A fascinating new trend from the last three years has been the emergence of social media. Having created value through serving advertisements on a scale comparable to Google (sort of), companies like Facebook have created all sorts of amazing business opportunities for aggressive investors and entrepreneurs to cash in on. Over the course of 2011, we watched companies like Groupon, Linkedin, and Zynga build up massive equity bases through initial public offerings.
However, during each of these offerings, the market came to very seriously scrutinize the cash flows and the revenues of the companies in the spotlight. Given the complexity of these offerings, and how it is that they can fit into an aggressive technology portfolio, I’m going to take some time this week to discuss how it is that each of these companies creates value for investors, and what secures the revenues of these firms. Today, I’ll start with Groupon.
Groupon has been a massive internet success story for the last few years. Having turned down a buy-out offer from Google for $6B, investors were skeptical about the company’s potential as a public offering, because they felt that it would be difficult to ever realize a higher value than what had already been offered. Essentially, people felt as though the sales would never justify a price greater than $6B.
The reasons for these fears generally stemmed from the many stories about how it was that Groupon would generate so many orders from their deals that it would drive a small business out of operations. The second issue that people were having with Groupon was related to its accounting. Specifically, Groupon was reporting revenues using a metric that did not take into account some commissions that were to be paid out to sales contractors. This means that they were effectively over-reporting their revenues to investors, which artificially justified the valuation being presented. So what’s really going on here?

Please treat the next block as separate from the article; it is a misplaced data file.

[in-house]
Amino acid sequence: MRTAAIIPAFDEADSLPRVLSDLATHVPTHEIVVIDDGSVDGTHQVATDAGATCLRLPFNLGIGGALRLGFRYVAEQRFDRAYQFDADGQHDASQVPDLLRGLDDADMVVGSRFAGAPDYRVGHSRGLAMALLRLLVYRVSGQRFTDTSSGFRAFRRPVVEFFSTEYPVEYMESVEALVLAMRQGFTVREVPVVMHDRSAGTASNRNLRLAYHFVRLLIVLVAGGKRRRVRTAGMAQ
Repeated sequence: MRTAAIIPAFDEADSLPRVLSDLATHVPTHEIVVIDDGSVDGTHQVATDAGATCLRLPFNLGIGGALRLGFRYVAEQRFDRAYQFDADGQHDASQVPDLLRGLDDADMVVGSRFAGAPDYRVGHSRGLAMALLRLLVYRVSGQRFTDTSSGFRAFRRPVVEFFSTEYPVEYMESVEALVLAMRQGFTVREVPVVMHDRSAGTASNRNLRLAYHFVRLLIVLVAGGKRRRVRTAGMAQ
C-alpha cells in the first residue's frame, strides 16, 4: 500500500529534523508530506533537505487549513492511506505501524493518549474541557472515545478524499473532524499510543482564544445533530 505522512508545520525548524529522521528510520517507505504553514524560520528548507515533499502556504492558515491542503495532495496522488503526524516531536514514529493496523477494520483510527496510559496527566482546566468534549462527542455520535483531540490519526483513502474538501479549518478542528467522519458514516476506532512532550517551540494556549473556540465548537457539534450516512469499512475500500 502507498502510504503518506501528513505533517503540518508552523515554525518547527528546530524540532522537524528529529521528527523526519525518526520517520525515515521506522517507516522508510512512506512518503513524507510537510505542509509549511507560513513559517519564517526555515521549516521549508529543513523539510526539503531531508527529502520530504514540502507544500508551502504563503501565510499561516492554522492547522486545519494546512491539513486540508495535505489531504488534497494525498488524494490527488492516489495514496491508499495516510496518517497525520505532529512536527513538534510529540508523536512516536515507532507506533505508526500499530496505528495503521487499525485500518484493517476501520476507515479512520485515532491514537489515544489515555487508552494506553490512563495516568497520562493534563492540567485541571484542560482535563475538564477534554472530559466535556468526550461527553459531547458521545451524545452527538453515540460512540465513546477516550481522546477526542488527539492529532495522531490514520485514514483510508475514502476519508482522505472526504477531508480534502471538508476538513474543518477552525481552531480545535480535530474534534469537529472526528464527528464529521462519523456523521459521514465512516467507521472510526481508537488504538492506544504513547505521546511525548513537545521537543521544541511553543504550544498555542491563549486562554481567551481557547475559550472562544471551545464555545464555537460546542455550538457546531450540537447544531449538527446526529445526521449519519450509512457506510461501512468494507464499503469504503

While Groupon was most certainly overstating its earnings with its metrics, its important to remember that we invest in IPOs based on potential for growth. Even though the metrics being provided didn’t give investors the perspective they particularly wanted, it did indicate a benchmark for growth on the gross margin. This means that we can use this metric as an indicator of the company’s success and potential.
Understanding then that the company has so many different countries and avenues for it to expand into, and so many different opportunities to improve its cost base, its no surprise that the IPO was a success. Combine this with the rate at which margins for these sales commissions have the potential to increase due to their one-time nature, Groupon demonstrated to investors that it has the fundamental capacity to continue its growth on a cash flow basis, even though the nominal top line growth is showing less promise.
While the stock itself is showing signs of decline, it will be interesting to watch how it is that Groupon performs after the release of its latest earnings, to see if that internal margin growth reflects the initial investor sentiment.